Race to find funds to keep fire station open

Fire station set to close by Dec. 16

YOUNGSTOWN — City officials and state Rep. Michele Lepore-Hagan will seek state funding for a new North Side fire house, but it won’t arrive in time to replace the existing station that’s to close in a couple of weeks.

Lepore-Hagan, D-Youngstown, met Monday for more than an hour with Mayor Jamael Tito Brown; Nikki Posterli, chief of staff; and Councilman Julius Oliver, D-1st Ward; to discuss what can be done for fire services on the North Side.

“We talked about developing a plan that would find some resources and find property on the North Side for a new station,” said Lepore-Hagan, who described the meeting as “productive.”

She said she’d seek funding for a new station from next year’s state capital budget.

“That is what the capital appropriations (are) set up for — brick and mortar, public safety properties,” Lepore-Hagan said.

She said she wants a new station to be combined with a training center, and also plans to discuss ways to obtain federal money for the facility.

Lepore-Hagan will meet again next Monday with city officials for further discussions.

Brown said: “We talked not just about the fire station but other appropriations the city can get” from the capital budget.

Lepore-Hagan, who lives on the North Side, doesn’t want Station No. 7, 141 Madison Ave., to close.

But the city is still moving ahead with closing it by Dec. 16.

Fire Chief Barry Finley said Nov. 13 that the station would close Dec. 1, but last week he moved that to Dec. 16 as the original date was right after Thanksgiving, and to give movers and firefighters more time to make the transition.

Oliver said “progress” was made during the meeting though he declined to talk about what was said during the private session.

“We mapped out a few ways to go forward and we’re exploring them,” he said. “Nothing has really changed (with the closing) except for a direction forward. But it could change next week. We’re hoping next week we can get something set in concrete and have a real direction. I’m happy with the outcome” and most people will feel the same way once information is made public.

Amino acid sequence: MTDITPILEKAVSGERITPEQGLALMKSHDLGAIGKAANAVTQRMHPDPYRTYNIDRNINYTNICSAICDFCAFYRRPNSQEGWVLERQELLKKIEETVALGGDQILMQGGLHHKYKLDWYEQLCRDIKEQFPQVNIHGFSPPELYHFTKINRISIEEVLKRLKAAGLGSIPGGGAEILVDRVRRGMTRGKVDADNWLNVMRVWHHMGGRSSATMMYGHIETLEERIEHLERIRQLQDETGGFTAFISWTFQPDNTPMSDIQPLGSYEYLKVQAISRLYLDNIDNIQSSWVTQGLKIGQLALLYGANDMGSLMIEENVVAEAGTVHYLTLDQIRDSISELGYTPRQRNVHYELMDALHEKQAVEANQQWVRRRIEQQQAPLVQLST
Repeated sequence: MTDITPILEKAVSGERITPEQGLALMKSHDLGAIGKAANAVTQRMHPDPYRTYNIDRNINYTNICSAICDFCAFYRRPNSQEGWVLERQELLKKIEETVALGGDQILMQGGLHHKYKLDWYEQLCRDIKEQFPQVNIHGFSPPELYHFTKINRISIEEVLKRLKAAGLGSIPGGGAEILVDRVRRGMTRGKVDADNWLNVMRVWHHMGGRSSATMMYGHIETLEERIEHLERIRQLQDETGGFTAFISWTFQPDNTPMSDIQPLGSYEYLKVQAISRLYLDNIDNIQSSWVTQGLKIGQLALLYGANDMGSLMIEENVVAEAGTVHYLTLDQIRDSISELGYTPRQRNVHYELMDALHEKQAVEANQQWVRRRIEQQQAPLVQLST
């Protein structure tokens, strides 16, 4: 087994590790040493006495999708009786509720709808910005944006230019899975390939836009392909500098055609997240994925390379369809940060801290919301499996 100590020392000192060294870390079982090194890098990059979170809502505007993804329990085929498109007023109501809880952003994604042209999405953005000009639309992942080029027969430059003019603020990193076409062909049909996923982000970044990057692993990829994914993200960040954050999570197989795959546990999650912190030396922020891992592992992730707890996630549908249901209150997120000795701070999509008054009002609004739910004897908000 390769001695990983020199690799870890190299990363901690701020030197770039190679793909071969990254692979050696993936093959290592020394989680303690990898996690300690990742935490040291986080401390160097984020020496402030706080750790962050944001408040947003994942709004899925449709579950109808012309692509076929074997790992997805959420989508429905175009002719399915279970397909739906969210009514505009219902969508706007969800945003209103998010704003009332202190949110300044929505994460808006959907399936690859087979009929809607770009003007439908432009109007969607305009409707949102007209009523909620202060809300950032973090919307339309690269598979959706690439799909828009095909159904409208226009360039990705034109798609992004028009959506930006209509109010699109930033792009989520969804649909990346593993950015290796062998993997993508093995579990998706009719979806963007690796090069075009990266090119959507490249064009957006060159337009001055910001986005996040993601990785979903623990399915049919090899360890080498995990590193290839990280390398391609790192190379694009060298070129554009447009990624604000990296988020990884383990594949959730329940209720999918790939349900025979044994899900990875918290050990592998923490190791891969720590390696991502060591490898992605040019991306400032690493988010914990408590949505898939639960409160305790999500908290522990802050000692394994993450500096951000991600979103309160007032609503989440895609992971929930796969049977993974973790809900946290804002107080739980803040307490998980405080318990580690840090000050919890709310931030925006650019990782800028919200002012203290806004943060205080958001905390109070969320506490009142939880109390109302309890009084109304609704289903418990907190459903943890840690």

The city administration has said it doesn’t want to extend its lease with NYO Property Group, which owns the station, that expires at the end of the month.

When Station No. 7 closes, the downtown station at 420 Martin Luther King Jr. Blvd. would respond to fires on the North Side and it won’t cause any safety issues, Finley said.

That’s something strongly disputed by Charlie Smith, the fire union president, who says there will be safety concerns and longer response times once the North Side station closes.

The union is having a vote of no confidence for the chief today and Wednesday.

Smith said Finley has used profanity when referring to firefighters and tries to bully and intimidate them. Other issues include a plan, supported by city council, to reduce half of the battalion chiefs through attrition, and not doing enough to address problems with the department’s radio equipment.

As for the issues with the chief, Brown dismissed them saying: “It’s personal. It’s not professional.”

The no-confidence vote “doesn’t carry any weight with me,” Brown said.



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